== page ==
Sexual Ornament Size and the Cost of Fluctuating Asymmetry
Given that extravagant secondary sexual characters, i.e. ornaments, give males a mating advantage through male-male competition or female choice, all males should benefit from growing very large ornaments. If sexual characters are to function as reliable advertisements of male quality, there must be a limit for males in their ability to grow or maintain large ornaments because of associated fitness costs, which may be more prominent in low than in high quality individuals. I used fluctuating asymmetry in ornament size as a measure of the ability of individuals to achieve identical development of the ornament on both sides of their body. Long-tailed males of the sexually size dimorphic swallow Hirundo rustica had less asymmetrical tails than had shorter-tailed individuals. The cost of fluctuating asymmetry in tail size in terms of manoeuvrability during flight was estimated directly by manipulating the degree of asymmetry and thereafter recording the number of times swallows hit semi-partitions in a flight cage. Both the degree of asymmetry caused by experimental treatment as well as the natural degree of asymmetry negatively affected manoeuvrability during flight, suggesting that asymmetry per se and inherent differences between individuals affected their flight performance. Female mate choice may be optimized by relying on fluctuating asymmetry in male ornaments, such as the tails of male swallows, being likely to reflect individual properties of direct fitness value.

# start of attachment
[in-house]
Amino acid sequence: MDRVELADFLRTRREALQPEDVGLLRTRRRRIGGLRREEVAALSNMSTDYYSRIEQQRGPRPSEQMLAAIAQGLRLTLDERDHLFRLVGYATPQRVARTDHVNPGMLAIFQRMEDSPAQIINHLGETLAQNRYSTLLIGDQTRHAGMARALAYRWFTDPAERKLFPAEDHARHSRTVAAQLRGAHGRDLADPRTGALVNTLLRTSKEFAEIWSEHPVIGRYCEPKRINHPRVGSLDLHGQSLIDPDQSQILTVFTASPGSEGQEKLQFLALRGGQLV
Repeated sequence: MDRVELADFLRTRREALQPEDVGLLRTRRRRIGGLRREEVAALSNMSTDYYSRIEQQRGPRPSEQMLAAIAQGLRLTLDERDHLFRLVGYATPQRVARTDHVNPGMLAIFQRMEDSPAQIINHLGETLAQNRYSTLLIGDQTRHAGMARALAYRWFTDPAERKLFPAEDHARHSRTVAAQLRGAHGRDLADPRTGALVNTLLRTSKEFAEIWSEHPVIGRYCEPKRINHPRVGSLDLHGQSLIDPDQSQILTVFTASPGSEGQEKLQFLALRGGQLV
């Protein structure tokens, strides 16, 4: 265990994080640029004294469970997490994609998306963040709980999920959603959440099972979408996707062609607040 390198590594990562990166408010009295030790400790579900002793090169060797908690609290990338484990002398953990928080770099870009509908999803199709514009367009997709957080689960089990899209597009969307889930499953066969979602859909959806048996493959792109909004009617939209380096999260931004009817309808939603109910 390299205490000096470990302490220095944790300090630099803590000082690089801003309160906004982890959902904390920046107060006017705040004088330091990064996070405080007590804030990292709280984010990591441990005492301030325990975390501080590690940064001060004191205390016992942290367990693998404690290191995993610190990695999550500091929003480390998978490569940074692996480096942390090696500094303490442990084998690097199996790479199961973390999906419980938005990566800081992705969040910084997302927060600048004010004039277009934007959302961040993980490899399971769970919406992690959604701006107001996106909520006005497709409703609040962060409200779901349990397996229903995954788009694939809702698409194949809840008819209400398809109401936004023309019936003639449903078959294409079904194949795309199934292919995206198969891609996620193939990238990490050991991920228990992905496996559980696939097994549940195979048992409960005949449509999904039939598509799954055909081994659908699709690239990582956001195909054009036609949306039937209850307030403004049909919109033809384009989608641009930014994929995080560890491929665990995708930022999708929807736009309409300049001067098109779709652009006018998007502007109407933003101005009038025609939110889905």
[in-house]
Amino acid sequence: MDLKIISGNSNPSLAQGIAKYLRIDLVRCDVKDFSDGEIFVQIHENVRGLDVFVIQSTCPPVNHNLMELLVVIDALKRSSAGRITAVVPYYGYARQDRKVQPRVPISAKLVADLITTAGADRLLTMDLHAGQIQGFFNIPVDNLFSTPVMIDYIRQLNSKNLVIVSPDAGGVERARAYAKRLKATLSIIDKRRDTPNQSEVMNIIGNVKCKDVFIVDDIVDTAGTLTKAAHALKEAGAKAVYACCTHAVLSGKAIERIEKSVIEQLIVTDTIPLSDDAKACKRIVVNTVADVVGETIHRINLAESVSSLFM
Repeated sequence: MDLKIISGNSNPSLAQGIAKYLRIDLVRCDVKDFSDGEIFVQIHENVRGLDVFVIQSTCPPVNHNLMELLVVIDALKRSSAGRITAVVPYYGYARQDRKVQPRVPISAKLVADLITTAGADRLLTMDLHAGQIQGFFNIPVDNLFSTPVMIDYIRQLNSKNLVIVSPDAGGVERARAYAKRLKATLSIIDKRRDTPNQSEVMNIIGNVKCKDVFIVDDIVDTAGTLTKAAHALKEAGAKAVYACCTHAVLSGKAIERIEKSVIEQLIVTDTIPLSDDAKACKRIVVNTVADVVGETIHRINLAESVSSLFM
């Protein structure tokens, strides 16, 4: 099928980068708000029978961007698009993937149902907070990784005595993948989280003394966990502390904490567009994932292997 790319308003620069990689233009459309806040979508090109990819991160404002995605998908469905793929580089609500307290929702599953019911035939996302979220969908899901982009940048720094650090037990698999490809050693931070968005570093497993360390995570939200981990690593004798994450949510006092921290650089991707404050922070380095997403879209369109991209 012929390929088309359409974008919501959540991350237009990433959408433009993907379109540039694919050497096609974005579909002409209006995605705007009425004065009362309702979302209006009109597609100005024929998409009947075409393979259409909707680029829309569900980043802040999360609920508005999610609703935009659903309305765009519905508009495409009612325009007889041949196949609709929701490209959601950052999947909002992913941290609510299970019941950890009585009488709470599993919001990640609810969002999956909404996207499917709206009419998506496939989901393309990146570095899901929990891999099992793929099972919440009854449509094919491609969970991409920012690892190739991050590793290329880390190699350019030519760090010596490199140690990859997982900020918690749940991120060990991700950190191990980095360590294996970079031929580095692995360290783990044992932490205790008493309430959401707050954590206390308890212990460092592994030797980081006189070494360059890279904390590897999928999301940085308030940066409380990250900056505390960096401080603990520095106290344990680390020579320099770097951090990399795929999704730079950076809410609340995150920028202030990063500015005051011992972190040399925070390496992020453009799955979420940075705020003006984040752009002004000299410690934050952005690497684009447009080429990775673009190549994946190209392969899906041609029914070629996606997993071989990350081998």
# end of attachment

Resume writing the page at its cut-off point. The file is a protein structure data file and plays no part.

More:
Proceedings of the Royal Society of London Series B
- Pub Date:
- January 1991